The challenges facing the U.S. and Afghan efforts at peace negotiations were, of course, predictable and possibly even avoidable. But President Hamid Karzai, despite his impassioned calls at the National Consultative Peace Jirga two years ago for "upset brothers" in the insurgency to lay their arms and adhere to the constitution, has adopted a policy of passive-aggressive resistance to calls for reconciliation. If he’s not firing angry salvos at Doha or Washington one day, the next he’s galloping off to Saudi Arabia like an Afghan Don Quixote in search of a peace neither he nor his government have demonstrated any genuine interest in pursuing. Although the Afghan government has of late shown a little more chutzpah in its foreign policy and domestic dealings, it is doubtful that it would take any action at all if it wasn’t under so much pressure from Washington.
The Karzai administration has, meanwhile, cleverly inveigled the international community into funding the $784 million Afghanistan Peace and Reintegration Program (APRP), in the hopes of convincing low-level insurgent fighters to lay down their arms. So far, a little more than 3,000 fighters have signed up for the program, which offers insurgents a small stipend for three months, and a chance to get taken off ISAF’s capture/kill list. According to ISAF officials, there is also a proposal on the table under the rubric of the program to pay so-called big name commanders $1000 a month to cool their heels.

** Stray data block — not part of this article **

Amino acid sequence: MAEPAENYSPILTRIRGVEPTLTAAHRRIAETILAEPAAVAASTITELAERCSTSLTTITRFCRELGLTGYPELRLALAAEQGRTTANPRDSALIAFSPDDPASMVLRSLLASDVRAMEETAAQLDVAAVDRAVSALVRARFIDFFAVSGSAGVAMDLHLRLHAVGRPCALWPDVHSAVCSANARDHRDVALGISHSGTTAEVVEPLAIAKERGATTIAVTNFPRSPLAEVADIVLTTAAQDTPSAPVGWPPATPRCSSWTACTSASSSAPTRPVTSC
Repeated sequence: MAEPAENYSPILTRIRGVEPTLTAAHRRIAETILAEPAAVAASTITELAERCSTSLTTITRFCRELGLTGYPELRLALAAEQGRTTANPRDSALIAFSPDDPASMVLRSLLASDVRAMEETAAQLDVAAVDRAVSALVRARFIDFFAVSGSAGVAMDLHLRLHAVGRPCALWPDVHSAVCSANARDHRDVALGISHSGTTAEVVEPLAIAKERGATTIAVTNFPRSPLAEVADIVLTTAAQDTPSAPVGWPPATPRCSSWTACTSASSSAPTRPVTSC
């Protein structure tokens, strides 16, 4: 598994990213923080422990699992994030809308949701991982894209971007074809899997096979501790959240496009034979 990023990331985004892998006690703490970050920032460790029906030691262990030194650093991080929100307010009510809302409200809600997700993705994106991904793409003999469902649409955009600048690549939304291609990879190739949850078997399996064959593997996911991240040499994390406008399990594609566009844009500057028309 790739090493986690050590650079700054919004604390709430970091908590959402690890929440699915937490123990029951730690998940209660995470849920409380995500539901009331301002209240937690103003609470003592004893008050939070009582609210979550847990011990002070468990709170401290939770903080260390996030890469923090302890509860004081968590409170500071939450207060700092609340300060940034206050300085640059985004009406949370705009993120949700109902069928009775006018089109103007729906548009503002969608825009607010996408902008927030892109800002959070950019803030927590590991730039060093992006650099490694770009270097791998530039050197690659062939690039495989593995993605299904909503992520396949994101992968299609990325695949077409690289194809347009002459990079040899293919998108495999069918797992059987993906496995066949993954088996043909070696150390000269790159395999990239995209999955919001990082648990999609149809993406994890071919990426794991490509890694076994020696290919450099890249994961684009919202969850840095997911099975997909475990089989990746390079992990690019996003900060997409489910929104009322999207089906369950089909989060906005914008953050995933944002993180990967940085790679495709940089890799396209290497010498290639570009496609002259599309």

But, the vast majority of those who’ve signed on to the program are non-Pashtuns in the north — hardly a ringing endorsement for the success of the U.S.-led counterinsurgency campaign in the south. Then again, no one should be surprised that APRP hasn’t emerged as a panacea. After all, all that has been on offer is a fistful of dollars, a flimsy paper guarantee of security and an invitation to once again live life on the margins, where there is no assurance and little evidence that the Afghan government will protect its citizens.
None of this points to a swift or tidy end to the conflict. The U.S. and NATO are not going to single-handedly extinguish insurgent safe havens in Pakistan, bring peace to the Pashtun belt and clean up corruption in Kabul while playing "Let’s Make A Deal" with the Taliban. Traditional powerbrokers associated with the Northern Alliance are poised to make sure that doesn’t happen and there is no shortage of potential spoilers among regional actors such as Iran. A deal with the Taliban alone will never be enough to secure the peace in Afghanistan. It will take much more than talks about talks to arrive at a political settlement.
The rhetoric around reconciliation must be backed up by real and sustained action by the international community. The 9/11 attacks had global implications; they were not just a singular event in American history. Negotiations aren’t likely to amount to much until the United States gets over its allergy to U.N. intervention in what are perceived to be strictly American affairs. The U.S. will require just as much help from the Security Council in ending its military engagement in Afghanistan in 2014 as it did with starting it in 2001. No matter how badly the U.S. and NATO want out of Afghanistan, a "responsible end" to the war will warrant sustained support from the international community for many years to come.
Candace Rondeaux is based in Kabul and is the senior analyst for the International Crisis Group in Afghanistan.